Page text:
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unfinished building, mold on underside of roof plywood, is this a problem?

 
Posts: 22
Location: California, Redwood forest valley, 8mi from ocean, elev 1500ft, zone 9a
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I live in the temperate rainforest, so it is cold and humid here all winter.  We're working on a strawbale+cob building.  The roof is done, made of plywood + ice&water shield underlayment + metal roofing.

Because it's so moist here, and perhaps also because the new plywood wasn't completely dry, the underside of the roof/ceiling plywood is growing mold on it.  It's ugly, but I'm only really worried about long term health implications.  When we insulate the ceiling this mold will be hidden anyway.

My question is, if we insulate this ceiling and then fire up a woodstove in the building so that it dries out thoroughly, is this mold a big problem?  My understanding of mold is that when it's completely dry it stops producing spores so it won't continue to impact the air quality in the building.

I could scrub the ceiling with vinegar too right before we run the woodstove, maybe the acidic vinegar will kill the mold so it's not simply dormant waiting for a hint of moisture to start growing again.  But I assume if we ever stop running the stove in there in winter, and it starts to get a little moist again, it will keep molding?
 
pollinator
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Location: Kansas Zone 6a
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Type of mold matters and whether anyone living there is susceptible to it.  ALL lumber and straw have spores on them and will grow whenever the conditions allow.

There is a product called concrobium that is the gold standard that people who are sick from mold and are chemical sensitive use to treat black mold. It is pretty mild on the toxic meter. More toxic than vinegar, less toxic than the mycotoxin some molds release when you spray them with vinegar or bleach.

The product leaves a residue that helps prevent future growth.  I would treat the roof as soon as you can, using proper methods and safety gear.
 
pioneer
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Location: California Coastal range
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treat it and clean off the mold before you seal up the area.  I have used this product,  https://moldzyme.com/ to clean off mold in a ceiling area, I ripped off the drywall, exposed the wood, and treated with this.  I am generally chemically sensitive, but had no problems with this product, and it worked.  

treat with the moldzyme once you can keep it from getting wet, so, do not seal up the area before drying it out, even if you have to move in, leave that area open ( no insulation or drywall yet).  Do not put in insulation and then run the wood stove to dry out.  Also, this way you can inspect the area and will know you have solved the problem.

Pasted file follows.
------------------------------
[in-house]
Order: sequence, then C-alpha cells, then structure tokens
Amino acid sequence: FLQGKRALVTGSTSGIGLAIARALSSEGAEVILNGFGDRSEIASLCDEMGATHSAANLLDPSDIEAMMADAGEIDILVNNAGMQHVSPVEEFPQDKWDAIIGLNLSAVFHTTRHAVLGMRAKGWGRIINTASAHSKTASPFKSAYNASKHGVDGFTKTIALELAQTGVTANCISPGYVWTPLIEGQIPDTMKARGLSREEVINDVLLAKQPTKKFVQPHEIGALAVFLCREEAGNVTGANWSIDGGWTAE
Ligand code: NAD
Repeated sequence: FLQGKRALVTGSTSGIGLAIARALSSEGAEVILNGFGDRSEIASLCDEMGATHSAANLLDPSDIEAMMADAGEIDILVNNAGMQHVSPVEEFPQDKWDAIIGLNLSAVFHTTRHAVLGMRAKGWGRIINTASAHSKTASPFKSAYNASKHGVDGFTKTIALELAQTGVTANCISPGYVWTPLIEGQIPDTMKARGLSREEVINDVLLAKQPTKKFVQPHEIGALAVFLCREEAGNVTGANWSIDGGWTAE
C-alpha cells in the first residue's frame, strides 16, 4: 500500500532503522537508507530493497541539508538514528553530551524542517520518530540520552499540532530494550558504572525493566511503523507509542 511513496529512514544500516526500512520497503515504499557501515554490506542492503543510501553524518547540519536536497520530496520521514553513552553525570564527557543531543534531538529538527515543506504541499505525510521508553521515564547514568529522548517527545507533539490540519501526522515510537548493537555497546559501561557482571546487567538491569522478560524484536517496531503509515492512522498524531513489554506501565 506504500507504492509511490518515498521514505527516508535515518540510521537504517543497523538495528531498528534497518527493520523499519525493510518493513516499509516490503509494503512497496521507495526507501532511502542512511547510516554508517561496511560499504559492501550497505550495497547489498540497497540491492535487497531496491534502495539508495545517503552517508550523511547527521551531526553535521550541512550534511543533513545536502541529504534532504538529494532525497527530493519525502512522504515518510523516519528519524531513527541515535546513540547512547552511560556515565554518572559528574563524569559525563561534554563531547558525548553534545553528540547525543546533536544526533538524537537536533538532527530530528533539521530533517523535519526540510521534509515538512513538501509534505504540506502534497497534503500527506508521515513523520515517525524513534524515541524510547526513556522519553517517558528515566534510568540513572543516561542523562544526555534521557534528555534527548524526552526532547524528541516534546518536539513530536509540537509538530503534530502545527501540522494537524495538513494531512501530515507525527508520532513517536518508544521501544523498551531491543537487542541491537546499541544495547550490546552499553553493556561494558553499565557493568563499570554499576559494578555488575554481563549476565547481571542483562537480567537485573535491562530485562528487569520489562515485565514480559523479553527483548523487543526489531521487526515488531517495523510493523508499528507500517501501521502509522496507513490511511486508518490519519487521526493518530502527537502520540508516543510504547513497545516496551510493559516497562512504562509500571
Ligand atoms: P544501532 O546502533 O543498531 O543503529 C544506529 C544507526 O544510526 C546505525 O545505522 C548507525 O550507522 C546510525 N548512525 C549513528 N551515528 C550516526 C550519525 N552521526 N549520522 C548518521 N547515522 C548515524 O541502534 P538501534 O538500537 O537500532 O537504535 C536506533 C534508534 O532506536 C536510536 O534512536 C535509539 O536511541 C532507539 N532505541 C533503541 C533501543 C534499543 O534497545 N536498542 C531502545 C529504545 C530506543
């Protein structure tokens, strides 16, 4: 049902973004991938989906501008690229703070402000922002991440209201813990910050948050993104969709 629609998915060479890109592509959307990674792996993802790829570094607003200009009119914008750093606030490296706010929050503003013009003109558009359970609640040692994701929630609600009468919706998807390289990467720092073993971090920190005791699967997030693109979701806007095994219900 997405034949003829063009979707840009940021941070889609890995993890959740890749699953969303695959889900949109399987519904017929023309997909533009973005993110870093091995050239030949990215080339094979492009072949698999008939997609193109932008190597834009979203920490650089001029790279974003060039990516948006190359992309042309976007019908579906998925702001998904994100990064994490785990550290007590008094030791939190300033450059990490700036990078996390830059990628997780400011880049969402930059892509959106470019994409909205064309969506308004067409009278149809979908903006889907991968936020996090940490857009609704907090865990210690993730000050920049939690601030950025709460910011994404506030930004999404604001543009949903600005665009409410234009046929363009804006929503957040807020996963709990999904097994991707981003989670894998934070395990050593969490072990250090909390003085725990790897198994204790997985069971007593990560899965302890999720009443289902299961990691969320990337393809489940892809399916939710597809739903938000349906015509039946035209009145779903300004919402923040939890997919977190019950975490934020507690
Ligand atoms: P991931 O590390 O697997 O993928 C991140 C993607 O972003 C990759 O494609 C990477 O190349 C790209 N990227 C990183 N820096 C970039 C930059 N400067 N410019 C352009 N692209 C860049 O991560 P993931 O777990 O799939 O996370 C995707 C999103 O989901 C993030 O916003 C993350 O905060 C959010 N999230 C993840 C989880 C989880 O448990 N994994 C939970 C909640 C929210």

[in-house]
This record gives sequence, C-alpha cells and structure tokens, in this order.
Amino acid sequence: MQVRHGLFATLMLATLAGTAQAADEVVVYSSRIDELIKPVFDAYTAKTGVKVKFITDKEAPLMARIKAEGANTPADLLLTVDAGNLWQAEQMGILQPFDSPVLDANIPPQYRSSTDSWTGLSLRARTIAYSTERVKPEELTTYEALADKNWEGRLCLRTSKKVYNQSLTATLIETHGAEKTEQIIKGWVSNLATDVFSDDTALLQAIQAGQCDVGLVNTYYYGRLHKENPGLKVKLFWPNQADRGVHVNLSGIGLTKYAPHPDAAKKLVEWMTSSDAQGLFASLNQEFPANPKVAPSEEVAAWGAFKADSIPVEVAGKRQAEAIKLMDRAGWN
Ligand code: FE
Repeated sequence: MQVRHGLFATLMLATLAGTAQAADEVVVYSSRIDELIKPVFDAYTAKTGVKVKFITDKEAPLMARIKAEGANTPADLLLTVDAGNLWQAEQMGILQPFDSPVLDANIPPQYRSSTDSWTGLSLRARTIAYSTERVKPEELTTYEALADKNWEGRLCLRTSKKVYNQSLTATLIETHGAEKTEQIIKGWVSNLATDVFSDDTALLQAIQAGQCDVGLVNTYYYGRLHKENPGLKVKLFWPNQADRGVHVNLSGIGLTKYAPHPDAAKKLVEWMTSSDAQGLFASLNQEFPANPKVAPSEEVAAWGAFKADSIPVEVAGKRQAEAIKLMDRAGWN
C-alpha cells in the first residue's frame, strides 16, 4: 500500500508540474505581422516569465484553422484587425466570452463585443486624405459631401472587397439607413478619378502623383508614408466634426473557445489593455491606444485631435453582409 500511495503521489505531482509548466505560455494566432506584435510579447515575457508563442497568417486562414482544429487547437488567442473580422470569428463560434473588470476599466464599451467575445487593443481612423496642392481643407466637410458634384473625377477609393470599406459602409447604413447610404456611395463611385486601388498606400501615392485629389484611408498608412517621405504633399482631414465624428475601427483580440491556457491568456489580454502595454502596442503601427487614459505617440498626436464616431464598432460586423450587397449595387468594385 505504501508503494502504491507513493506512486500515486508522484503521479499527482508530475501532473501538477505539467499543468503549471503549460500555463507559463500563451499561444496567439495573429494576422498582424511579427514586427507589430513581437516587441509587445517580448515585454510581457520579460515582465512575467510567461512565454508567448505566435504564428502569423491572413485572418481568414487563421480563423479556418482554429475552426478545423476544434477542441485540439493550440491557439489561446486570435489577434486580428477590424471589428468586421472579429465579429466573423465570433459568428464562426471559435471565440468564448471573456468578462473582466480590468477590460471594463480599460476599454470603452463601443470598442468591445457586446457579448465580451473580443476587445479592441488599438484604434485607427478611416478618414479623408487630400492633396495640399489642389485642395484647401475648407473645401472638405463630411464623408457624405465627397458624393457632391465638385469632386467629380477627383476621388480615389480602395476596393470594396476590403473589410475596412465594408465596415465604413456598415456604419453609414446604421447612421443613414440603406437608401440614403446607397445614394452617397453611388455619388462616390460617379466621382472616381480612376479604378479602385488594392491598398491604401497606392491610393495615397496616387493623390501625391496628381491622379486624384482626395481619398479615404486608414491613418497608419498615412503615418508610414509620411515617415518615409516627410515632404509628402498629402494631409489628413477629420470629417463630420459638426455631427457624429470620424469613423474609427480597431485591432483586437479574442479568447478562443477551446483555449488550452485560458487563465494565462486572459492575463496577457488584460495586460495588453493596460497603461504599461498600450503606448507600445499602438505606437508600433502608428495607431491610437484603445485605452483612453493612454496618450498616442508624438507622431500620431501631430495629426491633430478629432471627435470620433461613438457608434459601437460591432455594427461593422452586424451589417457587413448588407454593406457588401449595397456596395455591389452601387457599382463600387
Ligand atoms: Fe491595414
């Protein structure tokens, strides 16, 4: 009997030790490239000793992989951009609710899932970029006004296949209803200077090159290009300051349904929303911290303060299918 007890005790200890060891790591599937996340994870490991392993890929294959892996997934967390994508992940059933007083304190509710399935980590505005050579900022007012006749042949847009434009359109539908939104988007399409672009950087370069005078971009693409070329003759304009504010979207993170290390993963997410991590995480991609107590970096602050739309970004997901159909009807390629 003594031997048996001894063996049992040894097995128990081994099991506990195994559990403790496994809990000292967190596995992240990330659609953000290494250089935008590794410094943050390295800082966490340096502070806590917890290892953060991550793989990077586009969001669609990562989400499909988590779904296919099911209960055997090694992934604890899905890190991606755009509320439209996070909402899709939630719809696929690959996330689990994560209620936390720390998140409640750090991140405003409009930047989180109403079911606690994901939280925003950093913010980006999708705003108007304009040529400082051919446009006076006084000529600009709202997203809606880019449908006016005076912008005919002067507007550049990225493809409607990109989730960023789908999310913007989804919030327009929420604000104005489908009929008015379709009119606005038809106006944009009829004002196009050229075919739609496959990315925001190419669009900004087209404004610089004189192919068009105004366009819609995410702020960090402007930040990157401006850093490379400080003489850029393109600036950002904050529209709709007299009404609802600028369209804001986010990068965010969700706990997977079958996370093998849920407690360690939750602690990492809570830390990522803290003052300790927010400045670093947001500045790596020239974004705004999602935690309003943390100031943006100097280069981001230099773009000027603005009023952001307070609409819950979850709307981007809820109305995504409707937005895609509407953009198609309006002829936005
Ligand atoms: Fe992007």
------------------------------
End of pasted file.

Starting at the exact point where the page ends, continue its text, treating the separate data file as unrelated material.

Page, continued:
As far as the future, you need to have a design so that moisture never builds up in areas of your house.  It will help  once the building is finished and dry .  People try and address this in different ways, and different ways depending on what part of the country.  I would find out what is code for roofs in your area, and what works for other peoples houses in your climate zone.  It doesnt matter that your walls are cob or straw bale and theirs is plywood, because it sounds like you are making a standard type roof.  Some people advocate alot of of air flow and venting, although to me in your area that seems like it would be counter productive, even though that is commonly done here.  The way I like to do it in my house is to insulate directly on the bottom of the roofing deck and not vent at all, and that way I do not have moist warm air hitting the cold underside of the roofing deck and condensing.  This means I use nasty foam and foam boards.  This foam is directly on the underside, on the plywood, with no air hitting the plywood, and there is no exterior venting to let in cold moist air, so the area on the house side of the foam is at house temperature and humidity.  So then it is no more likely to mold that the walls or other areas of the house. But, there are different trains of thought on how to solve this

 
pollinator
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R Scott wrote:Type of mold matters and whether anyone living there is susceptible to it.  ALL lumber and straw have spores on them and will grow whenever the conditions allow.

There is a product called concrobium that is the gold standard that people who are sick from mold and are chemical sensitive use to treat black mold. It is pretty mild on the toxic meter. More toxic than vinegar, less toxic than the mycotoxin some molds release when you spray them with vinegar or bleach.

The product leaves a residue that helps prevent future growth.  I would treat the roof as soon as you can, using proper methods and safety gear.



I use the same product here in Florida it works concrobium,   I also run 2 dehumidifiers to lower humidity which stops mold in it's tracks.     Another method is to kill the mold spores in the air with a treatment of ozone.     You must remove the moisture for the treatment to be effective.      If you read the ingreadients it is basically baking soda,   I add baking soda to my dish washer about 3 tbs per load to help kill the mold in the washer.    I find it effective.

     
 
pollinator
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Insulate the roofing material for a start with rockwool and silver paper. IN Australia its called building blanket.
Some moulds can cause respiratory issues in humans.
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